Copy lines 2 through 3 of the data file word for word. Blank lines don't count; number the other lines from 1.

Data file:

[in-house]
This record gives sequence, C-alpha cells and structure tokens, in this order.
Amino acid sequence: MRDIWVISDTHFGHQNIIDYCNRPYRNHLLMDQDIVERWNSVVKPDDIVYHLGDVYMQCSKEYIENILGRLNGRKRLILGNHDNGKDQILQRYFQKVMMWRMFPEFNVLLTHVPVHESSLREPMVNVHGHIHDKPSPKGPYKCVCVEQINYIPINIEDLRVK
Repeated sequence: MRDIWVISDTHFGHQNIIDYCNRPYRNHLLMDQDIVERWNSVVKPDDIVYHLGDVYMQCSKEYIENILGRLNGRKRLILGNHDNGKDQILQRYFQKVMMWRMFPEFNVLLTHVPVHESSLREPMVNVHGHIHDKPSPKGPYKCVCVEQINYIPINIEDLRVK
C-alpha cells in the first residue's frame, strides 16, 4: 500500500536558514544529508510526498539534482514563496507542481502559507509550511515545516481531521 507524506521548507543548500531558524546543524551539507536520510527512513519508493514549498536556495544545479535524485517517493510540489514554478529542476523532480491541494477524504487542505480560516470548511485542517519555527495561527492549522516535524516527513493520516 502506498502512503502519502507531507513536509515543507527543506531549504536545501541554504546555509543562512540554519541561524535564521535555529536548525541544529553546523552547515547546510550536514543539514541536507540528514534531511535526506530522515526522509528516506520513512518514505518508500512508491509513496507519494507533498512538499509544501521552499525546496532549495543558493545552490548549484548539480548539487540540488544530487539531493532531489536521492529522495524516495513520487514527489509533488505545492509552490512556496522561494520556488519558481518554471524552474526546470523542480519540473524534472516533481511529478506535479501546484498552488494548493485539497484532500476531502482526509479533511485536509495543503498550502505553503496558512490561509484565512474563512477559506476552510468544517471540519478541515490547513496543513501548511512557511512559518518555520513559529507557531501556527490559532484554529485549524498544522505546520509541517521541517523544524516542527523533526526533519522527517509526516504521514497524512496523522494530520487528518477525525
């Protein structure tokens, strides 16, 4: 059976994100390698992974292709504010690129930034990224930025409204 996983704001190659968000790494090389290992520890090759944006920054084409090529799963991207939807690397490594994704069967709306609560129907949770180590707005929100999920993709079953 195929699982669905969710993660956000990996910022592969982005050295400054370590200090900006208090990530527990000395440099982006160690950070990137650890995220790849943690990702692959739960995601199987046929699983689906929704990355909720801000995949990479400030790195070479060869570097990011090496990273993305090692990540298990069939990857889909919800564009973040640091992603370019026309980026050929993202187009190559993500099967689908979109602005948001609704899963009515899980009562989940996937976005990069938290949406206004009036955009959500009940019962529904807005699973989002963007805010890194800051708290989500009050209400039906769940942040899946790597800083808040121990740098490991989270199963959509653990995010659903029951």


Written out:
This record gives sequence, C-alpha cells and structure tokens, in this order.
Amino acid sequence: MRDIWVISDTHFGHQNIIDYCNRPYRNHLLMDQDIVERWNSVVKPDDIVYHLGDVYMQCSKEYIENILGRLNGRKRLILGNHDNGKDQILQRYFQKVMMWRMFPEFNVLLTHVPVHESSLREPMVNVHGHIHDKPSPKGPYKCVCVEQINYIPINIEDLRVK